Sam, who is 80 years old, recently had a stroke. Fortunately for Sam and
his family, he is on the road to recovery. After an initial 4 day stay
in the hospital, Sam was released to a skilled nursing facility for rehab.
He needed to regain his strength and his balance. After 8 weeks in the
skilled nursing facility, Sam was strong enough to go home.
As the bills started arriving, Sam was happy to see that between his basic
Medicare insurance and his Medicare supplemental insurance policy, most
of his hospital and skilled nursing bills were covered.
Dave, who is also 80 years old, had his second stroke a few months ago
and like Sam, went from the hospital to the skilled nursing facility for
rehab. Unfortunately, Dave is not regaining his strength and balance this
time and is coming to the realization that for his own safety, he may
need to live in the skilled nursing facility indefinitely rather than
As Dave is beginning to make peace with the fact that his continued need
for substantial assistance means he isn't going home, he learns that
although his basic Medicare insurance and Medicare supplemental policy
paid for his rehab stay in the skilled nursing home, it will not pay for
him to continue to live in the skilled nursing home.
Why will Medicare no longer pay for Dave to stay in the skilled nursing
facility? Because Dave's reason for being in the skilled nursing facility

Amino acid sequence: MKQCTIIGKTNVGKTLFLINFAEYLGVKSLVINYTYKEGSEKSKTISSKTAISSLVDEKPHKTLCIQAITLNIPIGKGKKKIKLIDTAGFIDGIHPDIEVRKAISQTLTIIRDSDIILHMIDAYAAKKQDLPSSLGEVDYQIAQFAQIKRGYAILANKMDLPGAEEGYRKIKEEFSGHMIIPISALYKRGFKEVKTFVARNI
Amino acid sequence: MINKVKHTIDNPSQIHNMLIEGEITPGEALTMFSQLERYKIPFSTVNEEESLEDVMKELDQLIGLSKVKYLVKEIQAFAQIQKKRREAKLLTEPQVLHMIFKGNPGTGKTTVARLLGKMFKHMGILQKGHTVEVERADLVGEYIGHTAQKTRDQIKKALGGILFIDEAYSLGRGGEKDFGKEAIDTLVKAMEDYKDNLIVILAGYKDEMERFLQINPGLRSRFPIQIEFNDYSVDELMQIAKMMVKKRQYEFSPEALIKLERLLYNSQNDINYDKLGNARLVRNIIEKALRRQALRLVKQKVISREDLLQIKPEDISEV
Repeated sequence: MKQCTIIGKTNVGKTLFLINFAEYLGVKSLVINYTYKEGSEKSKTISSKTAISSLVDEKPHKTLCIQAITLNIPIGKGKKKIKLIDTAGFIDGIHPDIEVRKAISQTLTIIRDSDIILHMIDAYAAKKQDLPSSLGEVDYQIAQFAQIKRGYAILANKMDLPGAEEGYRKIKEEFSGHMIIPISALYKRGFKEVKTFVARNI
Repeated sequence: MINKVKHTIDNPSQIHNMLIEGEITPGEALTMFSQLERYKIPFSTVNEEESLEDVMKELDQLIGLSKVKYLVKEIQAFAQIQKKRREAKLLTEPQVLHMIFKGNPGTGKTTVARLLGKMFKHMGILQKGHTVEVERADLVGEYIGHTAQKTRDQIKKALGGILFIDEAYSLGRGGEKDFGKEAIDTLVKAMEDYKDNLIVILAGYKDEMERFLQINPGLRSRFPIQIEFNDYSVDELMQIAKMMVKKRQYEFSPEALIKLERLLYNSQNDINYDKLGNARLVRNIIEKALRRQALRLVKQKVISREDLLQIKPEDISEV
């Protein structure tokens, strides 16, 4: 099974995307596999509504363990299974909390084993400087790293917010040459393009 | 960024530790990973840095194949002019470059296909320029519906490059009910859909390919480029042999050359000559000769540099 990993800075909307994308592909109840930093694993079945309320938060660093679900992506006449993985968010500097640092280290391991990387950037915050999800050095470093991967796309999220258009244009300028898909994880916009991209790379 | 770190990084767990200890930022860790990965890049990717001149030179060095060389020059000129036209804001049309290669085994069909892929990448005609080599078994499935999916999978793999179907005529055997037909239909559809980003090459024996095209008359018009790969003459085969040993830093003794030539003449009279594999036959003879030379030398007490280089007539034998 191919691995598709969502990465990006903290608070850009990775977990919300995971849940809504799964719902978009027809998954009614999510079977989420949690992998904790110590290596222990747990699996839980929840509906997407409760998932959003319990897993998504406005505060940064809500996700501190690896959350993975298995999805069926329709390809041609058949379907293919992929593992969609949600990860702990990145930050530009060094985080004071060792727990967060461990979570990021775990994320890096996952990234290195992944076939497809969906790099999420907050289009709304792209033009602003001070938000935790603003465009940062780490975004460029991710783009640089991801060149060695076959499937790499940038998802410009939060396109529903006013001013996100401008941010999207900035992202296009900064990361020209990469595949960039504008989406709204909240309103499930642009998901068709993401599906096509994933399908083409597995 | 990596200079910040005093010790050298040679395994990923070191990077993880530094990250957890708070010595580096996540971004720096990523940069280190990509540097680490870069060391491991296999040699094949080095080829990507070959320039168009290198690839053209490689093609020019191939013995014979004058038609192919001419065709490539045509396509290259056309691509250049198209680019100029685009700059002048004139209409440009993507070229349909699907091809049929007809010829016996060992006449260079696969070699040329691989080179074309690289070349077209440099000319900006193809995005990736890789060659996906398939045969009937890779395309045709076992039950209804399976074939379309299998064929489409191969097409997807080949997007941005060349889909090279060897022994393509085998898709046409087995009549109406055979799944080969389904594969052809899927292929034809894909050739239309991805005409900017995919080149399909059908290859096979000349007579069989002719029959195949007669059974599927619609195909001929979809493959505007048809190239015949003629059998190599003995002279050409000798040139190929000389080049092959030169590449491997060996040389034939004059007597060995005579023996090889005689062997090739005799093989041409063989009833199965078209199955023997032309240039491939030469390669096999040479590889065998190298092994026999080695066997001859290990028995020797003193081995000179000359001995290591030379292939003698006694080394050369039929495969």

is changing from rehab care due to a health event to custodial care due
to an inability to live independently without substantial assistance.
Medicare is health insurance; therefore, it only works for health related
events. As we saw with Sam, sometimes in order to recover from a health
event, a temporary stay in a skilled nursing facility is required. However,
this experience can lull a Medicare recipient into thinking that Medicare
will pay for any stay in a skilled nursing facility. As Dave has realized,
it does not.
As a general rule, the maximum number of health event triggered skilled
nursing days that Medicare will pay for is 100 days. A Medicare rehab
stay is triggered by a health event that results in an admission into
the hospital for a minimum period of 3 overnights and a discharge to rehab
care. Medicare will pay 100% of the cost for the first 20 days of rehab
and then up to 80% of the cost for the next 80 days. If you have a Medicare
supplemental policy, your 20% co-pay for days 21 – 100 will most
likely be covered by the supplemental policy. If you do not have a Medicare
supplemental policy, the 20% co-pay becomes your responsibility (with
a daily rate of over $200 per day, the 20% co-pay can add up quickly).
How does someone without a Medicare supplemental policy or someone like
Dave, who needs to live in a skilled nursing facility in custodial care
status rather than rehab status pay for the cost of their care? Usually
with a combination of personal savings, family assistance and long-term
care insurance. What does someone who doesn't have enough savings
or the luxury of family assistance or the peace of mind of long-term care
insurance do? They have to see if they can get assistance with the costs
from government benefits such as Medicaid.
So, don't be lulled into a false sense of security by thinking that
Medicare will cover the cost of your stay in a skilled nursing facility.
As we have seen through Sam's and Dave's experiences, except in
limited health event rehab situations like Sam's, Medicare will not
provide the safety net you need for your long-term care.